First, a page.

Ipsilateral deviation of the chin via the muscle attachment of primarily the pterygoid muscles. The jaw will swing toward the side. Deviation of the jaw to the right means that V3 on the right is injured.

Atrophy of the temporal fossa and laterally, near the cheek (due to lack of innervation to the masseter).
Chronic epistaxis
Chronic nosebleeds.

Sphenopalatine- main blood supply of the nasal cavity; terminal branch off maxillary artery.

Patients will have their maxillary artery ligated to fix.

Good collateral blood supply allows this.
How can infection travel from the skin of the nose or cavernous sinus to the pterygoid venous plexus?
Via deep facial vein from facial vein.

Via inferior opthalmic vein from cavernous sinus.
Jefferson (burst) fracture of the atlas
Fracture of one or both of the bony arches of the atlas.

Results from compressive forces passed through the occipital condyles into the atlas (example, diving accidents where the head hits the bottom of a pool, or dropping heavy object onto head). The lateral masses are somewhat wedge-shaped with the medial aspect narrower and the lateral aspect wider. When this happens, the lateral masses tend to be displaced laterally.

Sometimes if the force is great enough, the transverse ligament of the atlas will rupture. If the ligament doesn’t rupture, there may not be damage to the spinal cord, because of increased diameter of the ring. If it does rupture, then the dens may impinge on the spinal cord and cause serious injury or death.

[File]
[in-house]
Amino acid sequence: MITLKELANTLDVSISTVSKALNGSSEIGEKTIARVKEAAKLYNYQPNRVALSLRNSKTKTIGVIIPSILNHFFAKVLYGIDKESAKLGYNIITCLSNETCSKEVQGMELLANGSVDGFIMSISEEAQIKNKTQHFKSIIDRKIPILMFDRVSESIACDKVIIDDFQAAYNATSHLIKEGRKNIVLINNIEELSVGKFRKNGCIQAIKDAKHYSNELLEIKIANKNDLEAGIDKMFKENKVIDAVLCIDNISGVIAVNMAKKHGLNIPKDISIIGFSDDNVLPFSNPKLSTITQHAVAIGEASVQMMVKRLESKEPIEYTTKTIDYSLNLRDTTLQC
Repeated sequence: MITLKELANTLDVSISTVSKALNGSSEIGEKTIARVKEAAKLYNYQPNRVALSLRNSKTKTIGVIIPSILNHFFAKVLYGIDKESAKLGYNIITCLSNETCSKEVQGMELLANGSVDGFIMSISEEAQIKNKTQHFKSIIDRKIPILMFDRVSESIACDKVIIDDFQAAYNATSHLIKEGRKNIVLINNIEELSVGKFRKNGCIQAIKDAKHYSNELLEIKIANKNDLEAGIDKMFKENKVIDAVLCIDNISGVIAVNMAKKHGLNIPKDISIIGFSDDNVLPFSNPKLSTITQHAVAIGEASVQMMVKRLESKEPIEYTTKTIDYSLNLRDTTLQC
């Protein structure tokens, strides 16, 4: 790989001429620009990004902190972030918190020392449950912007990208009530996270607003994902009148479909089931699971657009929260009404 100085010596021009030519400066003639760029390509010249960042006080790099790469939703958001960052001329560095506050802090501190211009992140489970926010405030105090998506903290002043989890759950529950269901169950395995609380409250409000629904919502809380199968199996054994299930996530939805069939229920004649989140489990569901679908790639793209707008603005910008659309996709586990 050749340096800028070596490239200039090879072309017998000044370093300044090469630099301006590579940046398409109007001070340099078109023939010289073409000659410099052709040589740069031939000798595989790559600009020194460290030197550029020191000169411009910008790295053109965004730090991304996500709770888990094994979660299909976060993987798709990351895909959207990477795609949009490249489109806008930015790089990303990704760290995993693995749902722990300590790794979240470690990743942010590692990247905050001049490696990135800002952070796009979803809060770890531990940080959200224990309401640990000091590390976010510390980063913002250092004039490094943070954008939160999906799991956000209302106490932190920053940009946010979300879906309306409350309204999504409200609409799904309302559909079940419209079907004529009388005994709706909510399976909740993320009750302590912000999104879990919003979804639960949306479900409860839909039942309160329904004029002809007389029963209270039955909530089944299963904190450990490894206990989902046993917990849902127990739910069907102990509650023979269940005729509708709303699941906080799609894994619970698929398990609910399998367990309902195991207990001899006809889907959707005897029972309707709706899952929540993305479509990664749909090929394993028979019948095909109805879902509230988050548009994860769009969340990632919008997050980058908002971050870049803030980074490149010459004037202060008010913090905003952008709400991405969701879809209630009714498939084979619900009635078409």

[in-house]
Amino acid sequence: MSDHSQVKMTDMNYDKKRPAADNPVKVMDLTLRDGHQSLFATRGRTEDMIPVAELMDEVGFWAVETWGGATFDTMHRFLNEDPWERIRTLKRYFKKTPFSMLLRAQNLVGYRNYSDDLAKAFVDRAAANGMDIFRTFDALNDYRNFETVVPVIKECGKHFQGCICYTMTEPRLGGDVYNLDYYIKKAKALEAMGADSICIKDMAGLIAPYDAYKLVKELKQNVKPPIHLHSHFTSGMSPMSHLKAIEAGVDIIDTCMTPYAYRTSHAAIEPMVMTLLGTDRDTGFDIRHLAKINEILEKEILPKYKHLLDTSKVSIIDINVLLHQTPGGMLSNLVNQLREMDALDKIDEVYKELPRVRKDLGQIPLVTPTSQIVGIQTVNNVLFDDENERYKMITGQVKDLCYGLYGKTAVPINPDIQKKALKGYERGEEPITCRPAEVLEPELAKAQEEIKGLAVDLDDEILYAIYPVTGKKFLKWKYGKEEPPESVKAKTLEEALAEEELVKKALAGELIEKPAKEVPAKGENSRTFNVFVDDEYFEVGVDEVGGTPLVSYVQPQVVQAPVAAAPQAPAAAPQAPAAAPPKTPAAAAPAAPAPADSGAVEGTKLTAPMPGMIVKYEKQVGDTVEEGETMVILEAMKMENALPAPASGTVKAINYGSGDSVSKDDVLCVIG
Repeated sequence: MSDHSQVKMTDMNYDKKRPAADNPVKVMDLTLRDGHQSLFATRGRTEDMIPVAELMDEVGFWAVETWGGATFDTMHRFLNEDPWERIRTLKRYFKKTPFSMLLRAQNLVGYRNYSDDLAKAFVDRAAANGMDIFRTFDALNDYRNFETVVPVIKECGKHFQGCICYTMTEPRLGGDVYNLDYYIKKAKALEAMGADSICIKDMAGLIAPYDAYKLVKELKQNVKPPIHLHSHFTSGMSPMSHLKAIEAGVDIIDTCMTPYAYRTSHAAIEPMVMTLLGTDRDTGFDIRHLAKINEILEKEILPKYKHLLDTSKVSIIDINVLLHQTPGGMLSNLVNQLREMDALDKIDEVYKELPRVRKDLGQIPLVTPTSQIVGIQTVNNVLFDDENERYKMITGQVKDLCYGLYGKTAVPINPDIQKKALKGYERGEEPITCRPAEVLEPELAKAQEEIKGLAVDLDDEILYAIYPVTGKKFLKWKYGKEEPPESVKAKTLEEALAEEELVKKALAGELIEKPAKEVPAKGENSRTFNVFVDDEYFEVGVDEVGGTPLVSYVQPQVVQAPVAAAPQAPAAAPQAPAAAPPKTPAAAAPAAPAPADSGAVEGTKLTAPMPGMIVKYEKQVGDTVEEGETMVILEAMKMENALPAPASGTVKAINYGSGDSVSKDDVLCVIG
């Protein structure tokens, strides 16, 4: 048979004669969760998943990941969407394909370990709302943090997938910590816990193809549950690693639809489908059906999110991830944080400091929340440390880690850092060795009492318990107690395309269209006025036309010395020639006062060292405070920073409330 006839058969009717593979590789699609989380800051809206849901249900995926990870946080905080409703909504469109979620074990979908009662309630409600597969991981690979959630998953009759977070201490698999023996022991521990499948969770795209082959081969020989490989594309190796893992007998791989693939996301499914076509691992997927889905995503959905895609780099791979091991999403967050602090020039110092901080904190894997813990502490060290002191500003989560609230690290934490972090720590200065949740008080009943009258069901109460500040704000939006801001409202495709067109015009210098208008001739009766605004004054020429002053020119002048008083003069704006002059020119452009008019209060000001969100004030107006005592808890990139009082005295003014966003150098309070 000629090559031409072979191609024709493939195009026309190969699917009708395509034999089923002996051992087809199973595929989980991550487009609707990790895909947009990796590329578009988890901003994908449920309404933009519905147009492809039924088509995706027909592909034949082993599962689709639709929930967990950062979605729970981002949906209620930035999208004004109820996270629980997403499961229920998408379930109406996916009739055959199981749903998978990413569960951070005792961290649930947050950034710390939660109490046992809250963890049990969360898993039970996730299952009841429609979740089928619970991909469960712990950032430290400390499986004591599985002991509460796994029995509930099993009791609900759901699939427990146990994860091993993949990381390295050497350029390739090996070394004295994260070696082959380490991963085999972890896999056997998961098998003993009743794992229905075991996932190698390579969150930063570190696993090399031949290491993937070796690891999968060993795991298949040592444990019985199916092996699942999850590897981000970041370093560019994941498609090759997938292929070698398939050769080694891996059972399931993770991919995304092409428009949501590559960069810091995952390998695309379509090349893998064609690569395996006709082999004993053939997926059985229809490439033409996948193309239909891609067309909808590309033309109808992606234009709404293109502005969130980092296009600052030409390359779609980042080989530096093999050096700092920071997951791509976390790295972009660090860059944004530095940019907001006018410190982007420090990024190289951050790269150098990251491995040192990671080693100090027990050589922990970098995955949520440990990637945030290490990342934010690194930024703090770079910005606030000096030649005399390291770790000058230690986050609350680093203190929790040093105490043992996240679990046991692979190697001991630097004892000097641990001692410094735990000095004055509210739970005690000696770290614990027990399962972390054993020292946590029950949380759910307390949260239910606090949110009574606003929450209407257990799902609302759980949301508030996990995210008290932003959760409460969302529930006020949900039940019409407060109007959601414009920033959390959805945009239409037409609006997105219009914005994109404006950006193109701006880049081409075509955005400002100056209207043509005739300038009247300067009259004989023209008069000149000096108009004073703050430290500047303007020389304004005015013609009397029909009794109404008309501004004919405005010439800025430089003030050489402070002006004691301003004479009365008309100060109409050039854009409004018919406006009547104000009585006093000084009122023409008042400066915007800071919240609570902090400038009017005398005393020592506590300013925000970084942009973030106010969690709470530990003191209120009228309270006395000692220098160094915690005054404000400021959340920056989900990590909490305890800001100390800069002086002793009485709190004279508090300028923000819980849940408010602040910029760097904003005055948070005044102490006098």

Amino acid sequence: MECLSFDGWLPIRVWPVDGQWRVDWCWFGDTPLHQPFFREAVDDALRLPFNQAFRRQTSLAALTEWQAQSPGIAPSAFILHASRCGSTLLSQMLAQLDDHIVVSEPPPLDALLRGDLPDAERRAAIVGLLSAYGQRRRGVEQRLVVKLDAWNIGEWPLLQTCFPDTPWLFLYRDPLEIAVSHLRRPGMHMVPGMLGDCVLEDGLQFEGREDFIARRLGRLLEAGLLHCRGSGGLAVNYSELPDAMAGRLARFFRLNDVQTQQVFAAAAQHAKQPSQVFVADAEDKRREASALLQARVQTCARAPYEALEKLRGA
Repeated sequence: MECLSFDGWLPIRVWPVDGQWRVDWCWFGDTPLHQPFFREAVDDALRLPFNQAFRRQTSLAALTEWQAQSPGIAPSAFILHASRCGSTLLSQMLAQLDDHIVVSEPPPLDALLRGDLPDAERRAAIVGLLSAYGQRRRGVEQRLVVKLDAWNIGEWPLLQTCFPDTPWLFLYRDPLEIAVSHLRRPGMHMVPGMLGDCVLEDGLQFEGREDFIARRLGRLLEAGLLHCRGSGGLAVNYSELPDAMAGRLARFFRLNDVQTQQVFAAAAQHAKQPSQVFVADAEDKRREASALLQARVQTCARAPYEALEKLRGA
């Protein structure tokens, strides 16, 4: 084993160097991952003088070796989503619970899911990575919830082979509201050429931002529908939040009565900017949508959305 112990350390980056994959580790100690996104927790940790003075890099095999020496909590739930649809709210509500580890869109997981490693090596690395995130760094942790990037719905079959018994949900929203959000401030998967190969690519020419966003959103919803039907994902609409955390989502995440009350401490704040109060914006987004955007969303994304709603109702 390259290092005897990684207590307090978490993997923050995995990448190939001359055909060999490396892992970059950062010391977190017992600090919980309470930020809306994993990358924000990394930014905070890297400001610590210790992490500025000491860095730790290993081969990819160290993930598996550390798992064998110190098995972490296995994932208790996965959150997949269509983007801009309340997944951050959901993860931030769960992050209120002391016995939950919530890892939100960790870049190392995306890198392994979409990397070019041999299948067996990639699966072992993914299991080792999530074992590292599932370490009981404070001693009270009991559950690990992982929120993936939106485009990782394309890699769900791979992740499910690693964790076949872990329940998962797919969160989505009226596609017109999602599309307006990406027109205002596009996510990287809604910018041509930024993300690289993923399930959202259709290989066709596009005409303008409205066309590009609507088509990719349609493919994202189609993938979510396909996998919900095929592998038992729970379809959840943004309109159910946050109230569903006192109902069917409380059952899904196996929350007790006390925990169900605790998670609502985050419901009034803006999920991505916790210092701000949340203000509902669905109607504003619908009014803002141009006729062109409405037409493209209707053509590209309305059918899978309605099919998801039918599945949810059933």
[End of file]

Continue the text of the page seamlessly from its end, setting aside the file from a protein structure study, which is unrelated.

Hangman's fracture of the atlas
The neck is hyper extended by the noose. When the person is hanged the pars interarticularis of the axis (between the superior and inferior articular processes) is fractured. The dens can be fractured as, usually at its base. About 40% of [axial] fractures involve the dens.

If base is fractured, its blood supply is cut off and you get avascular necrosis; not good in terms of healing.

Fractures of the body heal better because the 2 fragments still have their own blood supply.
What happens if the transverse ligament of the atlas is ruptured?
The atlas can be displaced anteriorly. The posterior arch of the atlas traps the spinal cord between it and the dens.

There is some leeway for anterior displacement of the atlas because about a third of the diameter of the ring of the atlas is occupied by dens, a third by the spinal cord, and the remaining third by the soft connective tissues, meninges, and fluids (CSF).

This principle is Steele’s Rule of Thirds.

You can get displacement of the atlas of up to one third of the diameter of the ring and the patient may still be relatively asymptomatic, but once it exceeds one third, you get compression of the spinal cord.
Where can infections of the teeth, tonsils and base of the tongue travel to?
First to the lateral pharyngeal space then to the retropharyngeal space to the heart.
Horner's Syndrome
Caused by lesions on the sympathetic trunk which cut off the sympathetic innervation of the head.

Ptosis and miosis involve the internal carotid plexus because this is the way that the dilator pupillae and superior tarsal muscle are innervated.

Vasodilation and anhydorsis in the face mainly involves the plexus along the external carotid artery.